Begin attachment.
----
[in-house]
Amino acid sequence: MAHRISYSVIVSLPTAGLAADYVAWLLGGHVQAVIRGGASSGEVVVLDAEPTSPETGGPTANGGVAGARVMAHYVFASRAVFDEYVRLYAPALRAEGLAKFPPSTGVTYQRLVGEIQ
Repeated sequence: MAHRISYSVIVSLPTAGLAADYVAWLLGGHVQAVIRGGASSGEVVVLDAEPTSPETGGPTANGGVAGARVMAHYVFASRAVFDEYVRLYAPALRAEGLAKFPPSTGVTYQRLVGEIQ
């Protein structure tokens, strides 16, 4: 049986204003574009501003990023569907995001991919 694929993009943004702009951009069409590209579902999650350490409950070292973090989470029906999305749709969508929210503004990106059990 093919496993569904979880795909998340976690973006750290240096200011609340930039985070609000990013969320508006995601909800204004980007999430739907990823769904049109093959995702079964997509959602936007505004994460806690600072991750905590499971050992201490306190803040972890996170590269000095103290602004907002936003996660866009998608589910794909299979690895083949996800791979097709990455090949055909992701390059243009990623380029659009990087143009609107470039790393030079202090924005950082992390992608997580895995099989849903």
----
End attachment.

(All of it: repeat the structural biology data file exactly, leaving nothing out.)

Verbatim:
[in-house]
Amino acid sequence: MAHRISYSVIVSLPTAGLAADYVAWLLGGHVQAVIRGGASSGEVVVLDAEPTSPETGGPTANGGVAGARVMAHYVFASRAVFDEYVRLYAPALRAEGLAKFPPSTGVTYQRLVGEIQ
Repeated sequence: MAHRISYSVIVSLPTAGLAADYVAWLLGGHVQAVIRGGASSGEVVVLDAEPTSPETGGPTANGGVAGARVMAHYVFASRAVFDEYVRLYAPALRAEGLAKFPPSTGVTYQRLVGEIQ
């Protein structure tokens, strides 16, 4: 049986204003574009501003990023569907995001991919 694929993009943004702009951009069409590209579902999650350490409950070292973090989470029906999305749709969508929210503004990106059990 093919496993569904979880795909998340976690973006750290240096200011609340930039985070609000990013969320508006995601909800204004980007999430739907990823769904049109093959995702079964997509959602936007505004994460806690600072991750905590499971050992201490306190803040972890996170590269000095103290602004907002936003996660866009998608589910794909299979690895083949996800791979097709990455090949055909992701390059243009990623380029659009990087143009609107470039790393030079202090924005950082992390992608997580895995099989849903």